24. The Panel has also considered the critically important public policy issues which include the collective need to maintain public confidence in the profession and in the regulatory process, the protection of service users and the declaring and upholding of proper standards of behaviour. The Panel is of the view there is a serious risk of an adverse impact on public confidence in the profession of paramedics as a result of the Registrant’s conduct. In addition the Panel finds that there is a serious risk of a loss of public trust in the behaviour, judgement and professionalism in healthcare professionals generally by this conduct. The Panel has also had regard to the impact of the Registrant’s actions on colleagues, patients and on the Scottish Ambulance Service. The Panel has heard evidence from Witness 2 of the adverse effect on him and on the small team who worked in Kingussie. The Panel has heard evidence of a patient, who advised that she would not call an ambulance again as a result of the Registrant’s actions. The Panel has concluded that as a result of the Registrant’s actions, there is a significant risk of undermining public confidence in the Scottish Ambulance Service and the profession of paramedics. Taking all of these matters into account, the Panel is satisfied that the Registrant’s fitness to practise is impaired by his misconduct.
25. The Panel has also considered whether the Registrant’s fitness to practise is impaired by his conviction. In reaching its decision, the Panel has had regard to the conduct of the Registrant, the nature, circumstances and gravity of the offence and the public interest, in particular the need to maintain confidence in the profession as well as declaring and upholding proper standards of conduct and behaviour which the public expect.
26. The Registrant has been convicted of theft of drugs in the course of his employment as a paramedic. His behaviour has seriously departed from the values and standards expected of a healthcare professional. In the Panel’s view his behaviour is such that the need to uphold proper professional standards and public confidence in the profession would be undermined if a finding of impairment were not made in these circumstances. The Panel therefore finds that his fitness to practise is impaired by the conviction.
27. The Panel therefore finds that the Registrant’s current fitness to practise is impaired both by his misconduct and by his conviction and the allegation is well founded.
Decision on sanction
28. The Panel has heard further submissions from Ms Berridge on the issue of sanction. The Panel is aware that the function of fitness to practise panels is not punitive, and that the primary function of any sanction is to address public safety from the perspective of the risk the Registrant may pose to those using or needing his services in the future. In reaching its decision, the Panel must also give appropriate weight to the wider public interest considerations, which include the deterrent effect on other registrants, the reputation of the profession and public confidence in the regulatory process. The Panel has considered the sanctions available to it in ascending order of severity and has had regard to the HCPC’s Indicative Sanctions Policy and considered the advice of the Legal Assessor. The Panel has also considered the submissions of the HCPC and the Registrant’s submissions in the course of the internals disciplinary process.
29. The Panel has paid careful regard to the following mitigating factors: the Registrant was going through difficult personal circumstances at the time he has acknowledged his conduct at the earliest opportunity and has made full admissions in writing to the Panel today. In doing so, he demonstrates a degree of insight. He has had a previously unblemished career spanning 24 years and once confronted by his employers, he accepted the situation and took steps to obtain support to deal with his personal issues.
30. The Panel has also considered the aggravating factors as follows: the Registrant’s actions involved a serious abuse of trust; there was significant upset caused to individual colleagues; his actions had an adverse impact on the reputation of the SAS and a direct impact on patients. This was not an isolated incident but rather a prolonged course of conduct involving serious dishonesty, which occurred within the context of his professional life.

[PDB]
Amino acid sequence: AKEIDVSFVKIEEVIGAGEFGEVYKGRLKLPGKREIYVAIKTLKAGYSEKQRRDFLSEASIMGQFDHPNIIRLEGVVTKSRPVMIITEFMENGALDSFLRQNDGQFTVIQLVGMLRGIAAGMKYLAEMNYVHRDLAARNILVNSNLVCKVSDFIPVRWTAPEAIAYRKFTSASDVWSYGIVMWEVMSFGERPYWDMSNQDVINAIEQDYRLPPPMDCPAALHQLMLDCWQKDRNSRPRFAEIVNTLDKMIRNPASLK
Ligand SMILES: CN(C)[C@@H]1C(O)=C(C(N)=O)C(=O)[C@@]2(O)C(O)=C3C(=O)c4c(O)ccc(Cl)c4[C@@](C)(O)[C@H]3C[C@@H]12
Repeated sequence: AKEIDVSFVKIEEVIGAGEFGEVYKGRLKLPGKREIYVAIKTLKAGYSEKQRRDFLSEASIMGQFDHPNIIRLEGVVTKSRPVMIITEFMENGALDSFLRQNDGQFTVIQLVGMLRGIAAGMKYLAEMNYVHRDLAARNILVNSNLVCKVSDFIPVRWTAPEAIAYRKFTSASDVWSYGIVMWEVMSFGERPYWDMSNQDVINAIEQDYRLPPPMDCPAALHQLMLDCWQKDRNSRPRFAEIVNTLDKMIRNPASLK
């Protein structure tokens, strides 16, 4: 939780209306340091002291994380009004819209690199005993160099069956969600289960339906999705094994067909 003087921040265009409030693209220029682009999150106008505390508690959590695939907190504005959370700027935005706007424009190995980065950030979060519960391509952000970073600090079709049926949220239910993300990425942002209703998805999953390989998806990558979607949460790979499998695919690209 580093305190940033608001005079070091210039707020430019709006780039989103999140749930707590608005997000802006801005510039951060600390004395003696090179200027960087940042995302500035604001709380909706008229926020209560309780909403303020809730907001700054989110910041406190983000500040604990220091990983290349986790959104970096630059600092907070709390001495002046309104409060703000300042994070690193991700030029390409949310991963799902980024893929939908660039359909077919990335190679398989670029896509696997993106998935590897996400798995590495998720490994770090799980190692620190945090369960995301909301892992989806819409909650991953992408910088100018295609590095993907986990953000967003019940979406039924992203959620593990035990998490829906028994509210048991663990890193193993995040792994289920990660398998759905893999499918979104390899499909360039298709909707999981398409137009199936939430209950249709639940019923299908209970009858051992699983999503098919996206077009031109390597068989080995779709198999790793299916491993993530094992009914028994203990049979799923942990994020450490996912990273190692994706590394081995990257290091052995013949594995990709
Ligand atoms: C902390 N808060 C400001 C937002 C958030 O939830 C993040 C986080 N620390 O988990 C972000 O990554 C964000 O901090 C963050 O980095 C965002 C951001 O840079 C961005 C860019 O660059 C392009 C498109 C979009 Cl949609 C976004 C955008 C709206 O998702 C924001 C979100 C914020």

31. The Panel first considered whether to take no further action. It is of the view that this would not be sufficient to protect the public or to address the wider public interest considerations, given the lack of evidence of remediation and the seriousness of the Registrant’s conduct.
32. The Panel next considered a caution order. In terms of the Indicative Sanctions Policy, a caution may be appropriate where the lapse is isolated or of a minor nature, there is a low risk of recurrence and the Registrant has shown insight and taken remedial action. The Registrant has demonstrated some insight but in the absence of evidence of remediation, there is a risk of repetition that cannot be mitigated. In addition the Panel is of the view that a caution would be insufficient to address the critically important public policy issues. In these circumstances, the Panel is of the view that a caution would not be an appropriate or proportionate sanction.
33. The Panel next considered a conditions of practice order. However given the nature of the Registrant’s conduct involving dishonesty and given the lack of engagement by the Registrant, the Panel is of the view that no meaningful practice restrictions could be imposed to address such conduct.
34. The Panel next considered a suspension order. In terms of the Indicative Sanctions Policy, this would be appropriate where the allegation is of a serious nature but there is a realistic prospect that repetition will not occur. In the absence of evidence of full insight, remorse and remediation, there is a risk of repetition. The Panel is also of the view that suspension would not be sufficient to mark the seriousness of his conduct, to adequately protect the public or to address the wider public interest considerations. In reaching this decision the Panel has had regard to the case of Oluyemi v NMC (2015 QBD Admin) which re-states the position set out by Mr Justice Mitting in the case of Parkinson v NMC as follows - “A nurse who has acted dishonestly who does not appear before the panel to demonstrate remorse, a realisation that the conduct criticised was dishonest, and an undertaking that there will be no repetition, effectively forfeits the small chance of persuading the Panel to adopt a lenient or merciful outcome and to suspend for a period rather than direct erasure.”
35. The Panel considers that a striking off order would be an appropriate and proportionate sanction in this case, given the nature and gravity of the allegation. The Registrant’s conduct in this case was serious, and reckless and involved an abuse of trust. The Panel finds that any lesser sanction would lack deterrent effect and would undermine confidence in the profession and in the regulatory process.
History of Hearings for Colin Girvan
|Date||Panel||Hearing type||Outcomes / Status|
|20/10/2015||Conduct and Competence Committee||Final Hearing||Struck off|